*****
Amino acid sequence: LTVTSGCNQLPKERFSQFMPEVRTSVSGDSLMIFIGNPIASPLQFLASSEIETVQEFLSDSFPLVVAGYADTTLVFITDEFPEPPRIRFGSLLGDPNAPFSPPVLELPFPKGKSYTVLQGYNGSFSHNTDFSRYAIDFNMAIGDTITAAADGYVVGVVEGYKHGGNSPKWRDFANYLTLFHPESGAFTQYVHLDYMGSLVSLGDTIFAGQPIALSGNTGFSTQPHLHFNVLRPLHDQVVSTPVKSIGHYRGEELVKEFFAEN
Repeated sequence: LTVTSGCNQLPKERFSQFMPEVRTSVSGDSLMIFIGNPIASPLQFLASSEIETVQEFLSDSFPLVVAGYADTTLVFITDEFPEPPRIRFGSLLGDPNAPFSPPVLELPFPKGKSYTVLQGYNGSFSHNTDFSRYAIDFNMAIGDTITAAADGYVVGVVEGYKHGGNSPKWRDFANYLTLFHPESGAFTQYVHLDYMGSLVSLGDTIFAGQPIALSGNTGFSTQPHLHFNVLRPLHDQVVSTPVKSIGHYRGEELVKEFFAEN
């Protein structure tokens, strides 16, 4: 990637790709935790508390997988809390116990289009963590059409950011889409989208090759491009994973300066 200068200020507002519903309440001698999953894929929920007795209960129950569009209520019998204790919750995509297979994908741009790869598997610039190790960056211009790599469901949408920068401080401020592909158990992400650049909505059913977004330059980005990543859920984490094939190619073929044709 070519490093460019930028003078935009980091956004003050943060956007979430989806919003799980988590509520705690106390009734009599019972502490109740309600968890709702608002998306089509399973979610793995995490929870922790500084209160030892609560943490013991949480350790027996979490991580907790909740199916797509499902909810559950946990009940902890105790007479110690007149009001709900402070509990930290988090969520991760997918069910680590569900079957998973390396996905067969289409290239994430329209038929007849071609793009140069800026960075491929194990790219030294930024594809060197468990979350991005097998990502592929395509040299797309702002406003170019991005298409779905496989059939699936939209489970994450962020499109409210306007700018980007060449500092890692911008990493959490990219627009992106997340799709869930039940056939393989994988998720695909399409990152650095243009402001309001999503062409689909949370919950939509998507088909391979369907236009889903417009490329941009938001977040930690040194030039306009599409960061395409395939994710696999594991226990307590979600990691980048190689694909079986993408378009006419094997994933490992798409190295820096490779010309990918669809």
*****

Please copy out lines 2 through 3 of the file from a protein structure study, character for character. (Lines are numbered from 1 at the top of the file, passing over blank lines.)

Repeated sequence: LTVTSGCNQLPKERFSQFMPEVRTSVSGDSLMIFIGNPIASPLQFLASSEIETVQEFLSDSFPLVVAGYADTTLVFITDEFPEPPRIRFGSLLGDPNAPFSPPVLELPFPKGKSYTVLQGYNGSFSHNTDFSRYAIDFNMAIGDTITAAADGYVVGVVEGYKHGGNSPKWRDFANYLTLFHPESGAFTQYVHLDYMGSLVSLGDTIFAGQPIALSGNTGFSTQPHLHFNVLRPLHDQVVSTPVKSIGHYRGEELVKEFFAEN
């Protein structure tokens, strides 16, 4: 990637790709935790508390997988809390116990289009963590059409950011889409989208090759491009994973300066 200068200020507002519903309440001698999953894929929920007795209960129950569009209520019998204790919750995509297979994908741009790869598997610039190790960056211009790599469901949408920068401080401020592909158990992400650049909505059913977004330059980005990543859920984490094939190619073929044709 070519490093460019930028003078935009980091956004003050943060956007979430989806919003799980988590509520705690106390009734009599019972502490109740309600968890709702608002998306089509399973979610793995995490929870922790500084209160030892609560943490013991949480350790027996979490991580907790909740199916797509499902909810559950946990009940902890105790007479110690007149009001709900402070509990930290988090969520991760997918069910680590569900079957998973390396996905067969289409290239994430329209038929007849071609793009140069800026960075491929194990790219030294930024594809060197468990979350991005097998990502592929395509040299797309702002406003170019991005298409779905496989059939699936939209489970994450962020499109409210306007700018980007060449500092890692911008990493959490990219627009992106997340799709869930039940056939393989994988998720695909399409990152650095243009402001309001999503062409689909949370919950939509998507088909391979369907236009889903417009490329941009938001977040930690040194030039306009599409960061395409395939994710696999594991226990307590979600990691980048190689694909079986993408378009006419094997994933490992798409190295820096490779010309990918669809």